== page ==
Positive signs for panda after intestines op

Updated 2016-12-26 09:31:08 China Daily
Nan Nan, a female giant panda, undergoes surgery on Dec 3 for an intestinal blockage at the Chengdu Research Base of Giant Panda Breeding, Sichuan province.(Zhang Zhihe for China Daily)

Nan Nan, a female giant panda, undergoes surgery on Dec 3 for an intestinal blockage at the Chengdu Research Base of Giant Panda Breeding, Sichuan province.(Zhang Zhihe for China Daily)

A giant panda that underwent surgery this month to remove an intestinal blockage is recovering well, according to experts at the Chengdu Research Base of Giant Panda Breeding.

Despite the rain, Nan Nan, a 3-year-old female, was seen on Sunday morning leisurely eating a breakfast of bamboo leaves on a hillside in Sichuan province.

"She is recovering from her operation to remove an obstruction in her intestines," a condition that can prove fatal for pandas, said Lan Jingchao, head of the base's animal hospital.

In fact, Nan Nan could be the first to survive the surgery, according to Zhang Zhihe, director of the research base. He said that in the 1990s a panda with the same symptoms died after a similar operation.

On the morning of Dec 1, keepers noticed that Nan Nan was restless and was having trouble defecating. Veterinarians went on to remove about 2 kilograms of droppings from her transverse colon, descending colon and recta.

"We thought she was OK, but the symptoms returned in the evening," said Yang Zhi, who is in charge of disease prevention and control at the base.

An ultrasound examination showed a large blockage affecting Nan Nan's colon, descending colon and sigmoid flexure.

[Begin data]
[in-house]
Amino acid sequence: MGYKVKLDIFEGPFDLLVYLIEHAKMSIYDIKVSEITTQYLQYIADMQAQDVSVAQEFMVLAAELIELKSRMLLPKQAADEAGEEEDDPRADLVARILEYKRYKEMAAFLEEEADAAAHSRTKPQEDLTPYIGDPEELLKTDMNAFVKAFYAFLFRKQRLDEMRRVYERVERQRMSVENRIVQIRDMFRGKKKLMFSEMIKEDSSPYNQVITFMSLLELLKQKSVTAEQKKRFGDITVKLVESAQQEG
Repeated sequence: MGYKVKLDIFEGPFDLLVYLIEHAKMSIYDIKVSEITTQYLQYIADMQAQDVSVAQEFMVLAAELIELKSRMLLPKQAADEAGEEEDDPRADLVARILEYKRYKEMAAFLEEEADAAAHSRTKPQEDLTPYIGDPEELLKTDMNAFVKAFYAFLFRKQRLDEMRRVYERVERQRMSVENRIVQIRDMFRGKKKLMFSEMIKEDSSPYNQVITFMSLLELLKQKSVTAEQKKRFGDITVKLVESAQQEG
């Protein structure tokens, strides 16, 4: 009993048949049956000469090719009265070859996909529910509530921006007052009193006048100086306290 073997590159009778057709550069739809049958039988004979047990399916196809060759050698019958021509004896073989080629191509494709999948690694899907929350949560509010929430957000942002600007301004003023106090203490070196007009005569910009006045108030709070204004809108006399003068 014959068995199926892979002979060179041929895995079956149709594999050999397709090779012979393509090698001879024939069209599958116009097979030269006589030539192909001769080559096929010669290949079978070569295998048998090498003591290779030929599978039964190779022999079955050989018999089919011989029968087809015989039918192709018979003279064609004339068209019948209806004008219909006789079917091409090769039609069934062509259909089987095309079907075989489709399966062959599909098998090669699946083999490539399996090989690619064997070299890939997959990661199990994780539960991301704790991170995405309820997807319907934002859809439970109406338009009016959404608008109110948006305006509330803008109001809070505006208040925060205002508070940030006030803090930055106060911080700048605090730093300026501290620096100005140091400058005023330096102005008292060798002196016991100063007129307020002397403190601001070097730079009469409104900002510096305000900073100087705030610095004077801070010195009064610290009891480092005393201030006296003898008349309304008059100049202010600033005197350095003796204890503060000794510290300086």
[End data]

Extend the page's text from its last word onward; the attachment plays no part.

Again, nearly 2 kg of droppings were removed, but the vets could not access the upper part of her colon.

"We had to ask experts from the Nuclear Industry 416 Hospital in Chengdu for help," Lan said.

He said that on the morning of Dec 3, a team of 11 surgeons, anesthetists and nurses from the hospital performed surgery on the panda at the base.

In an operation that lasted two hours, doctors cut open Nan Nan's intestinal wall and extracted about 2.8 kg of droppings.

Yet the work was only half done. Pandas have sharp claws, and when Nan Nan feels itchy, she will scratch, which could reopen the wound and cause an infection, according to Yang Kuixing in the base's animal management office.

Two workers have been taking turns to stay in her den around the clock. Whenever she tries to touch, bite or lick her wound, panda keeper Dai Sha said they shout "Nan Nan, stop!"

She added, "Although she can't understand what we say, it diverts her attention."

Before the operation, Nan Nan would usually eat more than 10 kg of food a day. Over the past two weeks, her appetite has gradually started to recover and she is now eating 2 to 3 kg of bamboo leaves and bread a day.

"We fear too much food could be detrimental to her recovery, but she is getting enough nutrients, as she gets a liquid made of trace elements, protein and amino acid," Lan said.

Doctors have said it will take Nan Nan at least six months to make a full recovery, he added.

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